Michigan State University main website

Papapolymerou Named New Department Chair and MSU Foundation Professor

Radioelectronics repair background

Ioannis “John” Papapolymerou has been named chair of the Michigan State University Department of Electrical and Computer Engineering (ECE). His appointment is effective Aug. 16, 2015.

Ioannis "John" Papapolymerou

Ioannis “John” Papapolymerou comes to MSU from Georgia Tech to lead the MSU Department of Electrical and Computer Engineering. – See more at: http://www.egr.msu.edu/news/2015/08/04/new-ece-chair#sthash.eduEFujM.dpuf

He replaces Tim Hogan, who served as the interim chair of the department for a year. Previously, Tim Grotjohn served as chair from 2007 to 2014. Both are now focusing on teaching, research, and service as faculty members in the ECE department.

 Papapolymerou comes to MSU from Georgia Tech where he served as the Ken Byers Professor in the School of Electrical and Computer Engineering and associate director of the Georgia Electronic Design Center (GEDC). His research interests include the development of microwave/mm-wave/submm-wave circuits, antennas and modules for wireless communication, radar and sensing systems.

“We are pleased to welcome John to the MSU College of Engineering,” said Dean Leo Kempel. “During a period of expansion for the department and college, his experiences as a research-intense faculty member at a Top Ten program will benefit the department, college, and university.

Papapolymerou will also serve as the MSU Foundation Professor of Electrical and Computer Engineering. The title is bestowed by MSU, with support from the MSU Foundation, as part of an initiative to attract and retain top researchers critical to meeting the strategic initiatives of the university.

Papapolymerou joined the faculty of the Georgia Tech School of Electrical and Computer Engineering in 2001. He led the Microwave Circuit Technology Group, where he and his team developed a variety of high frequency circuits including lightweight System-on-a-Package phased arrays, RF MEMS reconfigurable antennas and filters, silicon micromachined THz filters and multipliers and microfluidic power amplifiers.

“Higher education and technical learning are the cornerstone for the advancement of our society and the creation of new job opportunities that our economy needs,” Papapolymerou said. “I have witnessed their role and power as a young graduate student arriving in the State of Michigan 22 years ago from Greece.

“The expansion of the ECE department and the college provide a unique opportunity to apply my experiences and skills learned as associate director of the GEDC with a goal to increase interactions with industry and bring faculty teams together to form new research centers at MSU,” Papapolymerou continued.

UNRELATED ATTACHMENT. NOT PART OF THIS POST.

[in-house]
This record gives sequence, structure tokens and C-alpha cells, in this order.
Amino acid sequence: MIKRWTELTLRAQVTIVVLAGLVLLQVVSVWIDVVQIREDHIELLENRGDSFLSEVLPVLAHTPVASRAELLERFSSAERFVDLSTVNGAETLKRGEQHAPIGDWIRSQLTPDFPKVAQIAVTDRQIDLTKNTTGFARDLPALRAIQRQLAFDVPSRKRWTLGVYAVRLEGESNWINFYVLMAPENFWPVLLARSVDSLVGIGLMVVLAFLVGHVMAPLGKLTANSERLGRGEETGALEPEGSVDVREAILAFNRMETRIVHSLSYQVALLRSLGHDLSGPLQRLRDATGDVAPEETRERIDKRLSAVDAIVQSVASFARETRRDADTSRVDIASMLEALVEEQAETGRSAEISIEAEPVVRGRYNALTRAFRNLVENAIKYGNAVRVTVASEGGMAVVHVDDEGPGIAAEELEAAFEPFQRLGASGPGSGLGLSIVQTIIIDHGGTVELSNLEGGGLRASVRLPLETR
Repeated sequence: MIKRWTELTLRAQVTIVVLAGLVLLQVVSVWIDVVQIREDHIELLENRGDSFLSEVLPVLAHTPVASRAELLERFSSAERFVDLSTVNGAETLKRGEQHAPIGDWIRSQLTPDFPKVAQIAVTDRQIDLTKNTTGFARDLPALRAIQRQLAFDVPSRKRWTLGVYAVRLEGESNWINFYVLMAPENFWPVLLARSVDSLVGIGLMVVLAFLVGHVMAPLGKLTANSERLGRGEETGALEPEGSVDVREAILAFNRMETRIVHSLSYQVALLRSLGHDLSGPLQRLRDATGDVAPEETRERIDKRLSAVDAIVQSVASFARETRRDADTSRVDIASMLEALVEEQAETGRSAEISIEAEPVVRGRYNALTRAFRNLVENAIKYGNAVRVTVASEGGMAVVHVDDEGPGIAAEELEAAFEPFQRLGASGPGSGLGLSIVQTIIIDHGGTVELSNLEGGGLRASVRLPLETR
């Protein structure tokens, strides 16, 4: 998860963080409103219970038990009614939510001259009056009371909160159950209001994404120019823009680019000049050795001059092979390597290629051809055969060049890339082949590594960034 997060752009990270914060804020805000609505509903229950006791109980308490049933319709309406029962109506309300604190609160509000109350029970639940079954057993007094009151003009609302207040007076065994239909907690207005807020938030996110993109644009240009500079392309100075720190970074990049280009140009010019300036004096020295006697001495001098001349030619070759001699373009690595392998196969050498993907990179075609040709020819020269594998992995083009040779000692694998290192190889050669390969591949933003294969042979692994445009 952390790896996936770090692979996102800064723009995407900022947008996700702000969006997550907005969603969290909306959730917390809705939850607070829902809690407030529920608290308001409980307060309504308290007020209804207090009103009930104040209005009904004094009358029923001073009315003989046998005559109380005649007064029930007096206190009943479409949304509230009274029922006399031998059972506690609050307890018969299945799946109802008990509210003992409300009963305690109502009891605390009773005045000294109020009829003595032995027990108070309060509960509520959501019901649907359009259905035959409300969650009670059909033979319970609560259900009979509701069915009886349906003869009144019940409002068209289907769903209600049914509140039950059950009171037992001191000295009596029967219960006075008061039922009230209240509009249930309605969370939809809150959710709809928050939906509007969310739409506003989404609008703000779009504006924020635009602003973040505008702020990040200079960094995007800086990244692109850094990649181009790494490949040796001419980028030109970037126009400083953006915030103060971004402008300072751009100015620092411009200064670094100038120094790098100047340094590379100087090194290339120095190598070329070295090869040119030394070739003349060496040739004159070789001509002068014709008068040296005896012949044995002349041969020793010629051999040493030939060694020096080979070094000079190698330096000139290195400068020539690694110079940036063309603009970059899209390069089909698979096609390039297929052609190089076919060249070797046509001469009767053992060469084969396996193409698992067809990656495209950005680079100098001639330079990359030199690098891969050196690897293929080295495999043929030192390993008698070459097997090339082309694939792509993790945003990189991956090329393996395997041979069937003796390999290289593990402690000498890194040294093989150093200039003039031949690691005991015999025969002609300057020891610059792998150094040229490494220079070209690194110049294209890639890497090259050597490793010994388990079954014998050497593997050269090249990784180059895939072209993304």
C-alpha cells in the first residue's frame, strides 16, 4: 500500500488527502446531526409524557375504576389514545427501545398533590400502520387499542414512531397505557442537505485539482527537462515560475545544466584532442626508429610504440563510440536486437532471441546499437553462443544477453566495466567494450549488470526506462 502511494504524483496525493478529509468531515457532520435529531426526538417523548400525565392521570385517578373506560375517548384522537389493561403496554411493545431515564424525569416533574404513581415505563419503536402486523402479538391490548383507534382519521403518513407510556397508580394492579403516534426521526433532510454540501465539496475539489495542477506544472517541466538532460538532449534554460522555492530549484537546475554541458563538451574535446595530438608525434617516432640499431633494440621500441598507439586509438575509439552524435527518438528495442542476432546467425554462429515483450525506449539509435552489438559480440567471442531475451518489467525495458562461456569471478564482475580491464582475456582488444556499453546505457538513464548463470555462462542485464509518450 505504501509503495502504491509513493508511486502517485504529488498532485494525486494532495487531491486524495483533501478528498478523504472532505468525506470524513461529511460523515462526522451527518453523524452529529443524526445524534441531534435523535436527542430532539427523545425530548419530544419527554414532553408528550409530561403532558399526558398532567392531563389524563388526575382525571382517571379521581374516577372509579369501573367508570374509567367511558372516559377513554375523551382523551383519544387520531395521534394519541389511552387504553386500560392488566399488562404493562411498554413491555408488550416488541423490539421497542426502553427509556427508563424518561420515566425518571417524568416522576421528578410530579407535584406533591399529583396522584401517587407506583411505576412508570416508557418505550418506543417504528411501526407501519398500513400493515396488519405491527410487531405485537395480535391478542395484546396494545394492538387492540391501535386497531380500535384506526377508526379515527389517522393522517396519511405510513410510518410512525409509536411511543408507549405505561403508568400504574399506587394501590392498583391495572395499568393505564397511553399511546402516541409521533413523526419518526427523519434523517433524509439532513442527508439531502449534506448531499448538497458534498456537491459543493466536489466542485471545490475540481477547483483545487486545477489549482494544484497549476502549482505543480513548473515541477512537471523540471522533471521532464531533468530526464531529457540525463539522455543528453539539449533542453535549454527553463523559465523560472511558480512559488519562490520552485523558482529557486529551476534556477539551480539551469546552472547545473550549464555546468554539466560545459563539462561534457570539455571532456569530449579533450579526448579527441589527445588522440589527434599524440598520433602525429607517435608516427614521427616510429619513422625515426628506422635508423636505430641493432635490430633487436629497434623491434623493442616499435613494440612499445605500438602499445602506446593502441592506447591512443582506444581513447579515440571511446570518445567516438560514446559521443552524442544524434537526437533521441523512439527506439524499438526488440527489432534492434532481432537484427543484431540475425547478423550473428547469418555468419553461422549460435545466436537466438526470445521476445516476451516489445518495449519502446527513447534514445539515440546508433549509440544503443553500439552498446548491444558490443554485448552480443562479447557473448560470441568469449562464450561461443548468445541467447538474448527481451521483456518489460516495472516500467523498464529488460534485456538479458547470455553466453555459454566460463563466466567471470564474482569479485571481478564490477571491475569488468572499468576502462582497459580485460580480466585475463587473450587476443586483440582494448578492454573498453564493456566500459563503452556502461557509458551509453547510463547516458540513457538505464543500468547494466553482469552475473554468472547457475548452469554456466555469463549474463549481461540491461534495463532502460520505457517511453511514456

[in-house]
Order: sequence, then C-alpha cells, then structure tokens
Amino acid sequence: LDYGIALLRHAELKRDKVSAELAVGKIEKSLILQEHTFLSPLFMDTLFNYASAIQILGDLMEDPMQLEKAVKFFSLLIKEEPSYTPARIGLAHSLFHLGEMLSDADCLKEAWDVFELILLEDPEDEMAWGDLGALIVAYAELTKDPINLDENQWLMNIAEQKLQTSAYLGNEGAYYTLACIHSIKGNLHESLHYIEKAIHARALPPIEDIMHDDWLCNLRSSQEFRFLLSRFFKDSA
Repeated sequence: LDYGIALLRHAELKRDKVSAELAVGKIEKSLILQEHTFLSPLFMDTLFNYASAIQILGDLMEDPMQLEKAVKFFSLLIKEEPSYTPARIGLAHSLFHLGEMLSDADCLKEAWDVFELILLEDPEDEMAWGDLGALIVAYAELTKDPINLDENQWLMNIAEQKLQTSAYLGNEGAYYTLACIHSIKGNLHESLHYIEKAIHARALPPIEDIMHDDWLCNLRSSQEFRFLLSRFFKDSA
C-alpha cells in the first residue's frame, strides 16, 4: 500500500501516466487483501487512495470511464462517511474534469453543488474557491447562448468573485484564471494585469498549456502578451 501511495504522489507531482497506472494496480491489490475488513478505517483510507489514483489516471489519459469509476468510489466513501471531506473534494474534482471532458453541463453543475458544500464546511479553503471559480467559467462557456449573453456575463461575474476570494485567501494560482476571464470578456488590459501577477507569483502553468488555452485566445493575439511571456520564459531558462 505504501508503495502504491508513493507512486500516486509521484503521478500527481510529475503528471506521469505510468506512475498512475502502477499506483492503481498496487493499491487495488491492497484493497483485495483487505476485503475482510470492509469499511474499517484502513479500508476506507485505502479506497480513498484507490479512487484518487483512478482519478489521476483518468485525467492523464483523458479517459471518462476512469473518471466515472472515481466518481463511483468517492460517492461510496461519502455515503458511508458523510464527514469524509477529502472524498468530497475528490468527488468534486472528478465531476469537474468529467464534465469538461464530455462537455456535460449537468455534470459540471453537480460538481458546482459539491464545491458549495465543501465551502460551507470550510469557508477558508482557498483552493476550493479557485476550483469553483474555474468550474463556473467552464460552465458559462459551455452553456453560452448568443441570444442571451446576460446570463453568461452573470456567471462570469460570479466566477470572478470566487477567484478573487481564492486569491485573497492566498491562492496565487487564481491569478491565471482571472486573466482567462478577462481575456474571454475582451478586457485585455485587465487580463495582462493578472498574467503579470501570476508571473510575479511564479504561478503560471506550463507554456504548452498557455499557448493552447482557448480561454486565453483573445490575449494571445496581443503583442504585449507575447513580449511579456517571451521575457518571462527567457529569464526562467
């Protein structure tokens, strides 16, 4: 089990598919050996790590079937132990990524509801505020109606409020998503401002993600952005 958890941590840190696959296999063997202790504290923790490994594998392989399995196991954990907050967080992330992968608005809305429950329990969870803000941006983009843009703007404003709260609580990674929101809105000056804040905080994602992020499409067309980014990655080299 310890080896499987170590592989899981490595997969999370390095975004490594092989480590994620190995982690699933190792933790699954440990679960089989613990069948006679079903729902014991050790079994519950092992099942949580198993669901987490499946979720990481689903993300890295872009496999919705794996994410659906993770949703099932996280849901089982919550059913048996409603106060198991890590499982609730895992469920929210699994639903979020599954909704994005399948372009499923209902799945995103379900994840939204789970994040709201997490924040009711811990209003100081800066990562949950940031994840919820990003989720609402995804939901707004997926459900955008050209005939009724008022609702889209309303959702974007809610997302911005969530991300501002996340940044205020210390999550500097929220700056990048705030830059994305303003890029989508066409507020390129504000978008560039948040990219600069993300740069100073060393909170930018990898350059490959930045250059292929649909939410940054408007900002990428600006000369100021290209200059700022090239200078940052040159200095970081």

“Coming to MSU allows me to implement my dream of advancing research and teaching in electrical and computer engineering and connecting it with our society to provide unique opportunities for our undergraduate and graduate students in Michigan and throughout the world. I consider Michigan my ‘home’ state and MSU a key player in the advancement of engineering knowledge in the 21st century. I am thrilled to be a member of the Spartan family,” he added.

Papapolymerou has published more than 350 refereed journal and conference publications with his students and peers and holds five U.S. patents. He currently serves as the editor-in-chief of the IEEE Microwave and Wireless Components Letters, and a member of the IEEE MTT-Society Administrative Committee. He has also served as a member of the Technical Advisory Board Periodical Review Advisory Committee of IEEE.

Elected an IEEE Fellow in 2011, Papapolymerou received the 2012 IEEE AP-S H.A. Wheeler Prize Paper Award, the 2010 IEEE AP-S John Kraus Antenna Award, the 2009 IEEE MTT-S Outstanding Young Engineer Award, and the 2009 Georgia Tech ECE Junior Faculty Member Award. He is also a past recipient of the NSF CAREER Award and Army Research Office Young Investigator Award.

From 1999-2001, he was an assistant professor at the Department of Electrical and Computer Engineering of the University of Arizona, Tucson. During the summers of 2000 and 2003, he was a visiting professor at The University of Limoges, France.

Papapolymerou received three degrees in electrical engineering: a bachelor’s degree (1993) from the National Technical University of Athens, Greece, and a master’s degree (1994) and PhD (1999) from the University of Michigan, Ann Arbor.

–Via Patricia Mroczek, College of Engineering

Comments are closed.